HONG KONG — Hundreds of people were trapped for hours on the roof of a commercial building in Hong Kong after a fire broke out on Wednesday, injuring at least 13 people and forcing firefighters to rescue many by ladder.
The fire began about 12:30 p.m., during lunch hour, at the World Trade Center in the crowded neighborhood of Causeway Bay on Hong Kong Island. The 38-story building houses offices, restaurants and a shopping mall on its lower floors.
More than 300 people were trapped on the roof for at least three hours, the public broadcaster RTHK reported. By late afternoon, more than 1,200 people had been evacuated from the building, the police said.
At least 13 people were sent to hospitals for treatment, many for smoke inhalation, including one person who was semiconscious.
The authorities did not immediately reveal the cause of the fire. The South China Morning Post newspaper reported that a preliminary investigation suggested it had broken out in an electrical switch room on the first floor, then spread to scaffolding surrounding parts of the building.
Photos and video footage shared on social media showed dense smoke wafting from the lower floors. People crowded onto roofs and outdoor terraces as they awaited rescue.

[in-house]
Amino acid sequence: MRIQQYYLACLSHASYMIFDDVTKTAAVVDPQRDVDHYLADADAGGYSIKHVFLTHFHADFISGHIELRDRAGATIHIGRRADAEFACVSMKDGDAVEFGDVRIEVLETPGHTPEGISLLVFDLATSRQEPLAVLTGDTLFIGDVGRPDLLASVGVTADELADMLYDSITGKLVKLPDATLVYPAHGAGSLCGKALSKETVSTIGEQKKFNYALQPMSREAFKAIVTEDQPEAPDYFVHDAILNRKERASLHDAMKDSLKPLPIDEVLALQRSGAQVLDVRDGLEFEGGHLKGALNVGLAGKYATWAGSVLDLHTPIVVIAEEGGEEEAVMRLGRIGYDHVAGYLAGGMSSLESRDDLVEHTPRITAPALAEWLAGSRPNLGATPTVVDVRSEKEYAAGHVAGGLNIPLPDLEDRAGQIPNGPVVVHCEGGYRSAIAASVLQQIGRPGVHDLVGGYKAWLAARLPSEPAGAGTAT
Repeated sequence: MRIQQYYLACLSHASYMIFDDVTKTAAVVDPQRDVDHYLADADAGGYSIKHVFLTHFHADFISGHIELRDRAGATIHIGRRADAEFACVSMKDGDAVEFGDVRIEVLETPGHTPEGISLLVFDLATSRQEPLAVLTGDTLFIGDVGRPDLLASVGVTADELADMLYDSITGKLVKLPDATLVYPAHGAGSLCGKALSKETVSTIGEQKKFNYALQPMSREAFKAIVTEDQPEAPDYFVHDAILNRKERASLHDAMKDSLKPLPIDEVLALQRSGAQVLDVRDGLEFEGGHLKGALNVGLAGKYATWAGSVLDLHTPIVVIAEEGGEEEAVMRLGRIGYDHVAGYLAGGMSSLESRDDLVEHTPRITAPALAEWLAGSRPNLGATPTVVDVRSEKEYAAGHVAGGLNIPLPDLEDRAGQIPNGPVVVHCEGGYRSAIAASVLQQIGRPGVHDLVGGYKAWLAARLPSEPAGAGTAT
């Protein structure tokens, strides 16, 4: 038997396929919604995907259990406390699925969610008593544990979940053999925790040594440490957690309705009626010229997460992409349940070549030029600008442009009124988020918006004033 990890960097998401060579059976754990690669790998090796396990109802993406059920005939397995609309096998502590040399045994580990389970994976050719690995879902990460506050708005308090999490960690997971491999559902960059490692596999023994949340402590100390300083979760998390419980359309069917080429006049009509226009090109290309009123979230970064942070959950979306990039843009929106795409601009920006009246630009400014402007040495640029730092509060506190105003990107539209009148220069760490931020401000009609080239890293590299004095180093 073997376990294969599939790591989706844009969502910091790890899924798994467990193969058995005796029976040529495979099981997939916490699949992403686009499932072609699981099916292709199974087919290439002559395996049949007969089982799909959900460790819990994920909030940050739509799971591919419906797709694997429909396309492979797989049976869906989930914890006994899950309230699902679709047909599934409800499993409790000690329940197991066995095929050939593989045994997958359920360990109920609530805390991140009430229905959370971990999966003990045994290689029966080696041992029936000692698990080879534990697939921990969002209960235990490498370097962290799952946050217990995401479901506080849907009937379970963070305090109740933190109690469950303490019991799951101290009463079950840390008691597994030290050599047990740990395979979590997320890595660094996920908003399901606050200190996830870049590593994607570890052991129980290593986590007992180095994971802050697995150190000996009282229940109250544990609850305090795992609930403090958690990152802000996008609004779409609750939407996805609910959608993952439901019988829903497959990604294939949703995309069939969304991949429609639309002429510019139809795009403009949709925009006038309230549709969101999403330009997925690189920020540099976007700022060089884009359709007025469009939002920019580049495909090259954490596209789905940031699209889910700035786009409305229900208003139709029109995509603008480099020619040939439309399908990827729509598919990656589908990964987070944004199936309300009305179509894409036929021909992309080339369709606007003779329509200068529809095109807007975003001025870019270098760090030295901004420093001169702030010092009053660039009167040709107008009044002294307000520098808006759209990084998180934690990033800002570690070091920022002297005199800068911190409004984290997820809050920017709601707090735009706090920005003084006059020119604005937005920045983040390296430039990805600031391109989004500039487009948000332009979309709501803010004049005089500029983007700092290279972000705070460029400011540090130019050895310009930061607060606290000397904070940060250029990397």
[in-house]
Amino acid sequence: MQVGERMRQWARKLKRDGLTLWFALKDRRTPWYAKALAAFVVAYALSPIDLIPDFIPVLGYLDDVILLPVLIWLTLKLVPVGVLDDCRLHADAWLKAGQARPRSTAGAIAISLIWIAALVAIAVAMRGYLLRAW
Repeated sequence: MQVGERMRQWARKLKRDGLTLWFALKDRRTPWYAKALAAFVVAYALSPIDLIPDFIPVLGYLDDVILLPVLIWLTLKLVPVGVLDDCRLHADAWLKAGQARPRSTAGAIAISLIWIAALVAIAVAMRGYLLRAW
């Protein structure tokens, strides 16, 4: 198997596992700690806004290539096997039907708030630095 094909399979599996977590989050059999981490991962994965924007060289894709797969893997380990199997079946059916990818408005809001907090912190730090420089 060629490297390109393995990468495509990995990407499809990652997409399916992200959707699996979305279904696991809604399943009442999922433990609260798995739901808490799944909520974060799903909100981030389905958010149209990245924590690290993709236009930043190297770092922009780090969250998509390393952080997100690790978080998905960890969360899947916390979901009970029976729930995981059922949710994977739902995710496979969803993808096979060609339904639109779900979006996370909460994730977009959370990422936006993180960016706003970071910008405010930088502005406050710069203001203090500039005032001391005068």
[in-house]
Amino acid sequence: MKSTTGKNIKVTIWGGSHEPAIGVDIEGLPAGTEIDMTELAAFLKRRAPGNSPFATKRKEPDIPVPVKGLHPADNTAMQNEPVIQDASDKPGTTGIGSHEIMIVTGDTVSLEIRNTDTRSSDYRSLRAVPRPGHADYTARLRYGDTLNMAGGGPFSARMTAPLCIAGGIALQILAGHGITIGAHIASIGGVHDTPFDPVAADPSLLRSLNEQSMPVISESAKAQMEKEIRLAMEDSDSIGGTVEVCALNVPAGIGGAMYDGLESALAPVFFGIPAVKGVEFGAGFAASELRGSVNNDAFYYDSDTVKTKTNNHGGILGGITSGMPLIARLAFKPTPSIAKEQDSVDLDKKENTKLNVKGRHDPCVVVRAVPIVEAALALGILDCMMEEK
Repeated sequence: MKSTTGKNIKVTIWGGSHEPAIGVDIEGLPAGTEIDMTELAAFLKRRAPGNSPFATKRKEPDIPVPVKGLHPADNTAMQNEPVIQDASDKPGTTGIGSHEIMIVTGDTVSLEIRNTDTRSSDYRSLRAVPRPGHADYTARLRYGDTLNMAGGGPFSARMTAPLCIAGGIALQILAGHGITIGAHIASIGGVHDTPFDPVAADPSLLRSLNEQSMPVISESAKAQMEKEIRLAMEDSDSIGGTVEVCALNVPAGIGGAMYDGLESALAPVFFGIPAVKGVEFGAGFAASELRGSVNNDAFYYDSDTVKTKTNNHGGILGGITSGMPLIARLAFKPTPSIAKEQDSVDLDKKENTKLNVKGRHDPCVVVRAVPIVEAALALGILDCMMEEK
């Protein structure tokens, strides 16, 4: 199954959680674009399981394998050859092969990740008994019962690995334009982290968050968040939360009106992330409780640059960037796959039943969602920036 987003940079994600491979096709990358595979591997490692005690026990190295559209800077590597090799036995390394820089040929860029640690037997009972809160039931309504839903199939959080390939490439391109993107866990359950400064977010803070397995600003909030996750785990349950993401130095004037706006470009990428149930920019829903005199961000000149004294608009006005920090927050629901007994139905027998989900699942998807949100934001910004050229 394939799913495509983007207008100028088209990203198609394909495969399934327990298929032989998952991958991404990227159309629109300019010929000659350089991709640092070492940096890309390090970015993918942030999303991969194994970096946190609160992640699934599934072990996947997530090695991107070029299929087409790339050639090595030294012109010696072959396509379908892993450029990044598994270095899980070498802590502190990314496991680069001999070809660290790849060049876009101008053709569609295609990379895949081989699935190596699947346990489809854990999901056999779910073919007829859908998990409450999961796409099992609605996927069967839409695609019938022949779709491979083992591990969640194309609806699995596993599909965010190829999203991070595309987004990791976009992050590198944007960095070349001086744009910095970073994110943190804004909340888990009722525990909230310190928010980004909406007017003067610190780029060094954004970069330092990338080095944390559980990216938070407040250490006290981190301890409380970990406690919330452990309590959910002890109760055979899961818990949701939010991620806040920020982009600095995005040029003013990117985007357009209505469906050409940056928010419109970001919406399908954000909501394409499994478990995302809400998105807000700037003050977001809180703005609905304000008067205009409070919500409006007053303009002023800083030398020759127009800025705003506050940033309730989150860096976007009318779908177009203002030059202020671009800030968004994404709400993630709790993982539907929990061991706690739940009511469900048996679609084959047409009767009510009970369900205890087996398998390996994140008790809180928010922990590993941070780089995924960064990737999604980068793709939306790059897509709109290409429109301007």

Rescue crews were seen treating people on stretchers in the street.
Firefighters used extendable ladders to rescue people, and they deployed two water jets and two teams equipped with breathing apparatuses to fight the blaze, the government said.
Causeway Bay is one of the busiest commercial districts in Hong Kong, filled with shops, restaurants and malls near Victoria Harbor, which separates Hong Kong Island from the Kowloon Peninsula.
The authorities closed nearby streets to help fight the blaze and evacuate people.
Last year, seven people were killed and more than a dozen were injured after a fire broke out at an unlicensed restaurant in the Jordan neighborhood of Hong Kong. The fire was believed to have been started by candles that had been lit to celebrate a birthday and the Diwali festival.
Joy Dong contributed reporting.